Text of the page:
the prehybridization and hybridization steps was 20 ml per 100 cm2. CDP-Star was utilized for
Accession number. The DNA sequences of pSMQ173b and pSMQ308 are available under
the GenBank accession numbers AY312235 and AY312234, respectively.
RESULTS AND DISCUSSION
DNA sequence analysis of pSMQ173b. The S. thermophilus plasmid pSMQ173b belongs to
the homology group D (Turgeon and Moineau 2001). It has a size of 4,449 bp and a G+C
content of 37%, which is in accordance with the G+C content of the S. thermophilus genome
(37%). Five open reading frames (orfs) with more than 50 codons and preceded by a Shine-
Dalgarno (SD) sequence were found and analyzed further (Table 3.2). Putative consensus
promoters were recognized upstream of orf1 (62TTAATA-16-TATAAT), orf3 (1351TTGAAC-
19-TAAAAT), orf4 (1609TTGAAC-20-TATAAT), and on the complementary strand upstream
of orf5 (4443TTGACT-18-TAAAAT). A putative terminator was identified downstream of orf5
on the complementary strand (coordinates 3929 to 3980, ΔG = –9.7 kcal/mol). Overall, the
DNA sequence of pSMQ173b is 99% identical to the recently published S. thermophilus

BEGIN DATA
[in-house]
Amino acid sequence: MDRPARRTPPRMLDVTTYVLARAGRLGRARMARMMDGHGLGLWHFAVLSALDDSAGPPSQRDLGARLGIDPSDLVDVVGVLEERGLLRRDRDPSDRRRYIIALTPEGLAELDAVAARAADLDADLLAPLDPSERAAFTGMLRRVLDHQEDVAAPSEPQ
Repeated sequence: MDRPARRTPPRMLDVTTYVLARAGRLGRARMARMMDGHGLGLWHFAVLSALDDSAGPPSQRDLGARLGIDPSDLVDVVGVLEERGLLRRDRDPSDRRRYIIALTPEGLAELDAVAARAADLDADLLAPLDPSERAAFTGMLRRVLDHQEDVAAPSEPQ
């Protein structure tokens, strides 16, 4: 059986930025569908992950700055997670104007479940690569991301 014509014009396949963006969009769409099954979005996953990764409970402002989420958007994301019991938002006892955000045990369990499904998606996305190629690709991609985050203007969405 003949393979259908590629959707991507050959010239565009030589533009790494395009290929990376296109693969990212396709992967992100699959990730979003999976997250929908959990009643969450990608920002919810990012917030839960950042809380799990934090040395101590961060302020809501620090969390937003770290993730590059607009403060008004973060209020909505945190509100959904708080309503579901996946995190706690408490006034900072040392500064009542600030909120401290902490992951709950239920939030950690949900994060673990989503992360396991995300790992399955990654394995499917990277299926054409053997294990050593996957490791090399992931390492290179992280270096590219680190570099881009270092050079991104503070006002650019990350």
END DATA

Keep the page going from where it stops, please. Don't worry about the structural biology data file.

plasmid pER1-2 (Geis, El Demerdash et al. 2003).
A putative replication origin was uncovered upstream of the orf2. This region shares several
features of replication origin, such as inverted (coordinates 607 to 627) and direct (coordinates
847 to 893) repeats. The inverted repeats contain a stem-loop structure similar to the pGI3 dso
family. A putative single strand replication origin (ssoA-type) was also found within this
region (coordinates 448 to 574). This sso contains an imperfect stem loop structure, and has
five of the six conserved nucleotides (aAGCGA) found within the ssoA-type loop (Khan 1997,
del Solar, Giraldo et al. 1998, Khan 2000).
Presumptive functions were assigned to three of the five ORFs present on pSMQ173b. ORF3
was linked to a replication initiator protein of the pGI3 family of RC plasmid. ORF3 also
displays homology with several transposon proteins and phage replication proteins. ORF4
possessed a FtsK domain with a putative ATP binding P-loop motif (Walker, Saraste et al.
1982). Proteins of the FtsK/SpoIIIE family encoded by conjugative plasmids and transposons